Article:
[The] subjective in-between is not tangible, since there are no tangible objects into which it would solidify; the process of acting and speaking can leave behind no such results and end products. But for all its intangibility, this in-between is no less real than the world of things we visible have in common. We call this reality the web of human relationships, indicating by the metaphor its somewhat intangible quality. (Arendt, 1970, p. 193).
In an installation presented at the Cooper Gallery in New York in 2005, the British-American artist Carey Young located six vinyl lines on the floor and walls of a room. She then placed an inscription announcing that the American Constitution would temporarily not apply to those who decided to stand within the space defined by the lines. In this political yet playful installation entitled Declared Void, Young points to the grey zones of the legal system, while also questioning the social role of architecture, and even our understanding of what constitutes a defined space. In a piece entitled Double Game, 1999, the artist Sophie Calle worked with Paul Auster in a performance piece in which they mutually entered a contract according to which Calle played the role of a character in one of Auster’s novels. It involved her deliberately appropriating various sites in New York City in such a way that the accepted conventions of their public use were overturned. Converting, for example, a telephone booth into a decorated interior space for private use she temporarily broke basic spatial contracts about the shared use of spaces in the city while, simultaneously, placing the ‘contract’ at the center of the work.
Similarly, the Spanish artist Santiago Sierra has played with notions of the contract and our contractual use and reading of spaces in works such as A line of 160cm tattooed on 4 people, 2000, in which he uses the gallery setting as a spatial symbol that ‘legitimizes’ the contracting of four prostitutes in an agreement that allows their bodies to be indelibly marked in the name of an art performance. Following a tradition evident since the 1950s, the work of these artists has used the notion of the contract and the social ambiguities of space in a way that has either been foregrounded in their final pieces, or is indispensable to the discomfort created by their work. Operating in a blurred legal and spatial zone, these artists question the jurist’s notions of the contract and the architect’s ideas of space. As a result, they also open up both disciplines to a cross disciplinary reading that investigates their real and conceptual overlaps. In creating works that invite a ‘contractual’ (and thus immaterial) reading of physical space and an examination of the ‘real’ (and thus material) consequences of the contract they allow us to consider issues of direct importance to the theory of law; architecture’s role in contemporary society; and how a cross disciplinary perspective of these issues potentially opens architecture and the contract – understood as social artefacts – to the full implications of a reading through the prism of Hannah Arendt’s ‘subjective in-between’ – a realm in which the “intangible is no less real than the world of things we visible have in common”.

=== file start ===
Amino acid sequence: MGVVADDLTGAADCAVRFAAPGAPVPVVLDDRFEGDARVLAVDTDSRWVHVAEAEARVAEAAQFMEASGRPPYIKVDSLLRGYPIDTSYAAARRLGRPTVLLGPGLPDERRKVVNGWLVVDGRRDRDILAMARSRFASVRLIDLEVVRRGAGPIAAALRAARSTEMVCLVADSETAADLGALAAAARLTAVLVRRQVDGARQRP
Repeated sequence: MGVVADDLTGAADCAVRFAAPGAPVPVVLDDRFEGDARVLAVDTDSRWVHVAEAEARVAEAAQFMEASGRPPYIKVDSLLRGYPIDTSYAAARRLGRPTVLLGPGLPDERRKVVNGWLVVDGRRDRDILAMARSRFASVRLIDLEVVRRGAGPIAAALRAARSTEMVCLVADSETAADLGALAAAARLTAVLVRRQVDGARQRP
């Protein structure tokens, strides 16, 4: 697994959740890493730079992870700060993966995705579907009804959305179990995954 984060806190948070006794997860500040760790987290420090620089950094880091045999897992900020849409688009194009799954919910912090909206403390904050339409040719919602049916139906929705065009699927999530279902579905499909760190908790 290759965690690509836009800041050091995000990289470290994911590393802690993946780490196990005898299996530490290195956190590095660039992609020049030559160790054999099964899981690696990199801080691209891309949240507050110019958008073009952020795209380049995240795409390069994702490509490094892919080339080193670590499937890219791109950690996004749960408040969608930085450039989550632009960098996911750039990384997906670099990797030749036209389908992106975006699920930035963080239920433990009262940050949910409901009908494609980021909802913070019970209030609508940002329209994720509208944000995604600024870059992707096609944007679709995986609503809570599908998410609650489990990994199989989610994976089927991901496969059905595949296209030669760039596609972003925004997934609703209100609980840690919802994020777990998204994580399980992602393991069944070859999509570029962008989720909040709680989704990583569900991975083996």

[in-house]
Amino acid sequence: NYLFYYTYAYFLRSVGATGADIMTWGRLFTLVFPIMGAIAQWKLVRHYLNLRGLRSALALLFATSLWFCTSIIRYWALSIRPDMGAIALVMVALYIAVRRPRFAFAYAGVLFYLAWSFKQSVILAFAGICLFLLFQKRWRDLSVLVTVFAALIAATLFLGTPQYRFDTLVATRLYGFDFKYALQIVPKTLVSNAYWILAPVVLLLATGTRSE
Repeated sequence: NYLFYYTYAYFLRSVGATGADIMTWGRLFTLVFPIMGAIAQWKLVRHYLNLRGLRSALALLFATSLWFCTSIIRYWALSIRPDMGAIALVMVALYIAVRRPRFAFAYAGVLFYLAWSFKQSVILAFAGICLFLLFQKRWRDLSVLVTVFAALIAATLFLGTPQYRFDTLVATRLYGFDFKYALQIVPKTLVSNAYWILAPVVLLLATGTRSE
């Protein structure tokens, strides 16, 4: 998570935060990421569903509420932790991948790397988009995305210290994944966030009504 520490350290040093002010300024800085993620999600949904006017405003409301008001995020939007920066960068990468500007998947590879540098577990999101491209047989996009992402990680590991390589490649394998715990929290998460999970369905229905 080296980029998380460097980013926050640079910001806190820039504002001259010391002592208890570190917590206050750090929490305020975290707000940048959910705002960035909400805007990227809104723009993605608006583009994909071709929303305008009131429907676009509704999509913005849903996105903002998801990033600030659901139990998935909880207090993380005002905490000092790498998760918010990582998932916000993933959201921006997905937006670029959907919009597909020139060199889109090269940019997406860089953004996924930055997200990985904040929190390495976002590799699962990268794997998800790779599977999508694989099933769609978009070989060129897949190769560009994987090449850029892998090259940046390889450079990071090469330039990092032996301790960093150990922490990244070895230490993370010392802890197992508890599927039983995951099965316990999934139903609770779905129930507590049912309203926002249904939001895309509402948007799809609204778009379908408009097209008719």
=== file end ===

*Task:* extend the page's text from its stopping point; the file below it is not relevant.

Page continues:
In this subjective in-between, these artists participate in the larger socio-juridical economy sanctioned by the museum (as building and institution) which allows them to criticize the world within which they operate. In these contexts we shall argue that the contract seems to have, on occasion, allowed social injustices to be ratified in the name of art and entertainment rather than act as an independent instrument of legal justice intended to ensure the protection of individuals and groups. In the same way, we shall suggest that the architecture of the setting seems to have become a form of contractual guarantor of these ‘injustices’ and exploitative acts by operating as a legitimizing spatial symbol. In this process, both the contract and the museum become a commodity in a capitalist economy's drive to entertainment; multiple questions get raised about the nature and boundaries of public and private space; and the notion of what contracts we enter into when we occupy public spaces are fundamentally challenged and reconfigured.